Jeb, Trump, and 18 More – What’s Next?

No one can say it’s a boring primary season for the 2016 presidential election.  With Jeb entering the race this week, and Trump probably entering with a $9 Billion net worth, will we see one of the most exciting and unusual nominating processes in history?  Will it be the most expensive too?  Let’s look at some interesting things we might just see …

Will the Crop of Republican Presidential Candidates have more than Enough Money?

Certainly, some of the candidates have lots of money.   Jeb Bush has been raising tens of millions of dollars through his Super PAC called Right to Rise.  We probably won’t know the exact amount until a Federal Election Commission filing on July 31st, but estimates range around $100 Million.  Donald Trump appears to have assets totally about $9 Billion making him the richest candidate to ever run for president.  Several of the other Republican candidates are thought to have raised tens of millions of dollars.

It is thought that to run a good primary campaign in 2016, a candidate will need to have raised at least $50 Million – $60 Million in 2015.  So, it’s unlikely that the entire field of up to 20 candidates will accomplish this task.

What’s the Chance of a Republican Presidential Candidate Running as an Independent, Third-Party Candidate?

There can only be one Republican presidential candidate and one Republican VP candidate, so that leaves around 18 disappointed other candidates.  Given all the money raised and apparently available (for example, Trump), there is a real chance we might have an independent, third-party candidate in 2016.

What are the Two Most Likely Outcomes, If an Independent Third-Party Candidate Runs?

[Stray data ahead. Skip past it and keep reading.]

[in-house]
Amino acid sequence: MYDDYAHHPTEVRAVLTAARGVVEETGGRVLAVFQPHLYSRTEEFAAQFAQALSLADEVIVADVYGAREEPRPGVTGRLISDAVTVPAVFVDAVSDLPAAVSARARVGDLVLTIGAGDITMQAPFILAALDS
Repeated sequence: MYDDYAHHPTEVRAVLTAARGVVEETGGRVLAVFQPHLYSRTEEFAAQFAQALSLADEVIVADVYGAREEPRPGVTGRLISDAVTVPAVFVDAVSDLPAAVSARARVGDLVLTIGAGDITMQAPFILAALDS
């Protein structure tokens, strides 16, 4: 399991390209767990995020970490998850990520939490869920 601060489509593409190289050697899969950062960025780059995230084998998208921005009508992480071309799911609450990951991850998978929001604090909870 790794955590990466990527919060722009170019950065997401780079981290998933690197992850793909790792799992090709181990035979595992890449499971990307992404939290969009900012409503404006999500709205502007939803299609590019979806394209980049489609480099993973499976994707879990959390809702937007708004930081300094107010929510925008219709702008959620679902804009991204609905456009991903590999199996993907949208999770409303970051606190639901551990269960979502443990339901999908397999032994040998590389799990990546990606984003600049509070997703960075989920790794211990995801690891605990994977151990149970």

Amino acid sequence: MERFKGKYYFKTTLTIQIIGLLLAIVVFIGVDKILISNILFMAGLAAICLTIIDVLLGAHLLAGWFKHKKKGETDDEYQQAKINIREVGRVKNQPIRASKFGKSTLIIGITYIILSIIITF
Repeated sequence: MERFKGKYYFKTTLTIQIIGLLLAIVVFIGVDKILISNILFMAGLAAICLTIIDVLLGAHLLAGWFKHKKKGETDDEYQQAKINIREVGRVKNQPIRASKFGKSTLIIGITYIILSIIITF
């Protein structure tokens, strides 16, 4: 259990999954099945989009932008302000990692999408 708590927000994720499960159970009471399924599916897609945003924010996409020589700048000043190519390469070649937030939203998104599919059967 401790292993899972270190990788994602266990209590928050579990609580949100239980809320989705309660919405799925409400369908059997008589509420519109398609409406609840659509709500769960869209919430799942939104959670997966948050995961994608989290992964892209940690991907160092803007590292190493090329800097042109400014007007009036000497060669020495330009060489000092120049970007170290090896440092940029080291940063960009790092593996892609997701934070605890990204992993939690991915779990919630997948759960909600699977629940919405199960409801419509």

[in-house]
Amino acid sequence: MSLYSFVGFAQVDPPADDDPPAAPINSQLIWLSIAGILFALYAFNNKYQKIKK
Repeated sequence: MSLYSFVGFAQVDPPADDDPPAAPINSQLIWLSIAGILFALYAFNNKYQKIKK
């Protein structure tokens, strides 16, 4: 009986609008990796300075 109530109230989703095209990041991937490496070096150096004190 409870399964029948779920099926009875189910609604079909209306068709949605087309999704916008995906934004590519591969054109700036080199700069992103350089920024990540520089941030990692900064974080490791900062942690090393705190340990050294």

If a strong, conservative candidate does not get the Republican presidential nomination, it is reasonably possible a stronger and more conservative third-party candidate will run and win the presidency.  The reason for this is obvious.  Many voters talk about wanting a more conservative candidate in 2016.  These voters believe  John McCain and Mitt Romney lost because they were not conservative enough.

When political parties continue to frustrate many of their rank-and-file members and don’t address the issues of concern in voters’ minds, critical elections take place, party memberships are re-aligned, and on-going economic and/or policy issues are finally resolved.  Sometimes, a new party and/or a new party name emerges.  2016 might be just such an election.

Of course, another possibility is for a third-party candidate to split the conservative vote between the Republican and Independent candidates.  In this case, both candidates would lose.

What Four Groups Do the Republican Presidential Candidates Fall Into Today?

For the last 60 years or so, Republicans could be divided into 2 major groups – Moderate Republicans and Conservative Republicans.  Moderates included: Prescott Bush, George H. W. Bush, George Romney, Mitt Romney, John McCain, etc.  Conservatives included: Barry Goldwater, Ronald Reagan, Jack Kemp, Sarah Palin, etc.

Today’s Republican presidential candidates can also be divided into moderate Republicans and conservative Republicans.  But, I think there is even a better way to divide up the 20 or so candidates.  Here are the four groups I would put them in:

  • Group 1 - Solid Conservative Presidential Contenders
  • Group 2 – Moderate Conservative Presidential Contenders
  • Group 3 – Likely VP Contenders
  • Group 4 – Likely Cabinet Secretary Contenders

Readers and listeners can put all the candidates into the groups that they think fit the candidates best.

For More Information

For more information on religious, political and economic freedom, as well as on the economic growth and prosperity that result from freedom, please visit my website: GerardLameiro.com .

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